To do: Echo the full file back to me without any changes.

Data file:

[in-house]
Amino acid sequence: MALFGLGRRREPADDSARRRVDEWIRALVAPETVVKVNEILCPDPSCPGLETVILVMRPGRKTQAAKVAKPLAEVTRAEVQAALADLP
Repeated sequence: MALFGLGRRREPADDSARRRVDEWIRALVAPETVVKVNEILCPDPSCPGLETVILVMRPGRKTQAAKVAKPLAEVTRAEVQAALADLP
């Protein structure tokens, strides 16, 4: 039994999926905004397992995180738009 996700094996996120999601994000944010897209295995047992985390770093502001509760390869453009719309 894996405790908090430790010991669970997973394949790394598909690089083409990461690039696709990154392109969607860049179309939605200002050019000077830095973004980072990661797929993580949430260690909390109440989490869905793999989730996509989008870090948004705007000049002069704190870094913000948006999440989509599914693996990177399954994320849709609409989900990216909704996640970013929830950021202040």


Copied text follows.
[in-house]
Amino acid sequence: MALFGLGRRREPADDSARRRVDEWIRALVAPETVVKVNEILCPDPSCPGLETVILVMRPGRKTQAAKVAKPLAEVTRAEVQAALADLP
Repeated sequence: MALFGLGRRREPADDSARRRVDEWIRALVAPETVVKVNEILCPDPSCPGLETVILVMRPGRKTQAAKVAKPLAEVTRAEVQAALADLP
């Protein structure tokens, strides 16, 4: 039994999926905004397992995180738009 996700094996996120999601994000944010897209295995047992985390770093502001509760390869453009719309 894996405790908090430790010991669970997973394949790394598909690089083409990461690039696709990154392109969607860049179309939605200002050019000077830095973004980072990661797929993580949430260690909390109440989490869905793999989730996509989008870090948004705007000049002069704190870094913000948006999440989509599914693996990177399954994320849709609409989900990216909704996640970013929830950021202040």